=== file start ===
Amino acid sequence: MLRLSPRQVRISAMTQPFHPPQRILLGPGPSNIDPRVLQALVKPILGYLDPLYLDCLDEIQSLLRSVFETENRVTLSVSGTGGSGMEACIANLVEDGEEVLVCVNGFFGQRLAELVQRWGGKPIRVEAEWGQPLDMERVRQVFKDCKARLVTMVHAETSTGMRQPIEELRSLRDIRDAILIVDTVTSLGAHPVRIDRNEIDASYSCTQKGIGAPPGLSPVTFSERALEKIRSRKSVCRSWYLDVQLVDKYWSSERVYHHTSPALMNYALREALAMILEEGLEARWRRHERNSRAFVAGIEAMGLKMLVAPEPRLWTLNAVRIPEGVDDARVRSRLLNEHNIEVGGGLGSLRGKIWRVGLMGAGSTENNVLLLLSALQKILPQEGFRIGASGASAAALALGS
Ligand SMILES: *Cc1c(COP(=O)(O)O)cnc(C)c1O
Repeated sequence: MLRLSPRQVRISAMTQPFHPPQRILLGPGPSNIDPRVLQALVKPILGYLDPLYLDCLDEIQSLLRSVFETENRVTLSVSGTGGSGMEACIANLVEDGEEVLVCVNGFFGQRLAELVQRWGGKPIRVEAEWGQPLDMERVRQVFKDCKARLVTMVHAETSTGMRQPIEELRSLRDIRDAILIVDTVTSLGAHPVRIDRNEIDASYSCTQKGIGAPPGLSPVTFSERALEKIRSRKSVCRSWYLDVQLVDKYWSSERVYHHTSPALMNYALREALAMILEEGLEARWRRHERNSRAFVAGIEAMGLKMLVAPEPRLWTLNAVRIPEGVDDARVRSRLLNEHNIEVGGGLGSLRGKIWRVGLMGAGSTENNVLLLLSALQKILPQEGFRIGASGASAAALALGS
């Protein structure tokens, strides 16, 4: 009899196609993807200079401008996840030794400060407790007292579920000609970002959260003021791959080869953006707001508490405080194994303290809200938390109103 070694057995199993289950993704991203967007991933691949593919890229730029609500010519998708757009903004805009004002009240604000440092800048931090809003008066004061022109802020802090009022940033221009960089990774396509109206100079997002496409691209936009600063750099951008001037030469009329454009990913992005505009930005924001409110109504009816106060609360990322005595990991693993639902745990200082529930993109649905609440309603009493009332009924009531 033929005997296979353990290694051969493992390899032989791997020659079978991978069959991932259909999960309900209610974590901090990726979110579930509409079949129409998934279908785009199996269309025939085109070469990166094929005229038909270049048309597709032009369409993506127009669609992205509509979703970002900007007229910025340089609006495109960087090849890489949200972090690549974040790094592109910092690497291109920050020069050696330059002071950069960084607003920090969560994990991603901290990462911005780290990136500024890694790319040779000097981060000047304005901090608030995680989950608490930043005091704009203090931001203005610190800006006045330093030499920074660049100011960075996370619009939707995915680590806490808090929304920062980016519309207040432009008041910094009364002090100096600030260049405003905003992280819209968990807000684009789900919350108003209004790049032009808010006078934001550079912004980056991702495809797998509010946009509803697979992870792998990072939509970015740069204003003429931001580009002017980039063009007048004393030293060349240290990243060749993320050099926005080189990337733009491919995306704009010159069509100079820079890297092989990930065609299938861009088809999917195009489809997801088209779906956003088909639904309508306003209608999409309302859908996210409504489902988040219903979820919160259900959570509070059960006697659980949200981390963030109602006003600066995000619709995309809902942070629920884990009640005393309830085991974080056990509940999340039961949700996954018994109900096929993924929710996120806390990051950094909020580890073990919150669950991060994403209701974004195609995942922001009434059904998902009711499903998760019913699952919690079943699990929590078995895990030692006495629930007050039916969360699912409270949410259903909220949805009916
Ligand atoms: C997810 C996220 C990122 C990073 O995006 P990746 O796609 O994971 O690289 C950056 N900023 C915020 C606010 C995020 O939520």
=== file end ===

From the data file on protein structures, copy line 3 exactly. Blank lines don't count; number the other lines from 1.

Repeated sequence: MLRLSPRQVRISAMTQPFHPPQRILLGPGPSNIDPRVLQALVKPILGYLDPLYLDCLDEIQSLLRSVFETENRVTLSVSGTGGSGMEACIANLVEDGEEVLVCVNGFFGQRLAELVQRWGGKPIRVEAEWGQPLDMERVRQVFKDCKARLVTMVHAETSTGMRQPIEELRSLRDIRDAILIVDTVTSLGAHPVRIDRNEIDASYSCTQKGIGAPPGLSPVTFSERALEKIRSRKSVCRSWYLDVQLVDKYWSSERVYHHTSPALMNYALREALAMILEEGLEARWRRHERNSRAFVAGIEAMGLKMLVAPEPRLWTLNAVRIPEGVDDARVRSRLLNEHNIEVGGGLGSLRGKIWRVGLMGAGSTENNVLLLLSALQKILPQEGFRIGASGASAAALALGS